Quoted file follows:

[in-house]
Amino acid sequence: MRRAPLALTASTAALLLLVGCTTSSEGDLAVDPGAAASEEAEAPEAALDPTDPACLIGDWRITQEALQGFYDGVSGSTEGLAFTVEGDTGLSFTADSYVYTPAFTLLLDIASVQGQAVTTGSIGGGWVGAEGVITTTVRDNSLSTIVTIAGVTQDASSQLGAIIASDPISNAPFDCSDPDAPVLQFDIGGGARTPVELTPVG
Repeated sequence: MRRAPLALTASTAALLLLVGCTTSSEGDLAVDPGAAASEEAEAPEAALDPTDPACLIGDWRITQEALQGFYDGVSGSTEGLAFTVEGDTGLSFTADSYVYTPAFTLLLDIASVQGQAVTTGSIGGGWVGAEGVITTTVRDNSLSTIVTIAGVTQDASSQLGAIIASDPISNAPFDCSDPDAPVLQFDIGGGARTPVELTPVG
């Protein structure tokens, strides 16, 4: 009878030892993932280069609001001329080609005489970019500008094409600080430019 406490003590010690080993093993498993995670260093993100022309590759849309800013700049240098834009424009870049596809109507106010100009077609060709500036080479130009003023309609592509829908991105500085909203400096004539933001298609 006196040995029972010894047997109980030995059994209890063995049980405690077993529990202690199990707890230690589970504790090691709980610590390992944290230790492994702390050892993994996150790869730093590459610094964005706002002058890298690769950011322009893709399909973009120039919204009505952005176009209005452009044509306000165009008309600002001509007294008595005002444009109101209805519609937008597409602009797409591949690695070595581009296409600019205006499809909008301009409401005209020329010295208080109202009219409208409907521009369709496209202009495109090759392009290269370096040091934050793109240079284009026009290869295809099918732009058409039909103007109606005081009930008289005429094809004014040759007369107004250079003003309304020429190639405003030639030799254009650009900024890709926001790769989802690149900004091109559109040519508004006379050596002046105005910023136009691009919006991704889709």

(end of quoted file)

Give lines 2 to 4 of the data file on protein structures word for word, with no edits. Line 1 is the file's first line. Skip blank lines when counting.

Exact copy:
Amino acid sequence: MRRAPLALTASTAALLLLVGCTTSSEGDLAVDPGAAASEEAEAPEAALDPTDPACLIGDWRITQEALQGFYDGVSGSTEGLAFTVEGDTGLSFTADSYVYTPAFTLLLDIASVQGQAVTTGSIGGGWVGAEGVITTTVRDNSLSTIVTIAGVTQDASSQLGAIIASDPISNAPFDCSDPDAPVLQFDIGGGARTPVELTPVG
Repeated sequence: MRRAPLALTASTAALLLLVGCTTSSEGDLAVDPGAAASEEAEAPEAALDPTDPACLIGDWRITQEALQGFYDGVSGSTEGLAFTVEGDTGLSFTADSYVYTPAFTLLLDIASVQGQAVTTGSIGGGWVGAEGVITTTVRDNSLSTIVTIAGVTQDASSQLGAIIASDPISNAPFDCSDPDAPVLQFDIGGGARTPVELTPVG
């Protein structure tokens, strides 16, 4: 009878030892993932280069609001001329080609005489970019500008094409600080430019 406490003590010690080993093993498993995670260093993100022309590759849309800013700049240098834009424009870049596809109507106010100009077609060709500036080479130009003023309609592509829908991105500085909203400096004539933001298609 006196040995029972010894047997109980030995059994209890063995049980405690077993529990202690199990707890230690589970504790090691709980610590390992944290230790492994702390050892993994996150790869730093590459610094964005706002002058890298690769950011322009893709399909973009120039919204009505952005176009209005452009044509306000165009008309600002001509007294008595005002444009109101209805519609937008597409602009797409591949690695070595581009296409600019205006499809909008301009409401005209020329010295208080109202009219409208409907521009369709496209202009495109090759392009290269370096040091934050793109240079284009026009290869295809099918732009058409039909103007109606005081009930008289005429094809004014040759007369107004250079003003309304020429190639405003030639030799254009650009900024890709926001790769989802690149900004091109559109040519508004006379050596002046105005910023136009691009919006991704889709």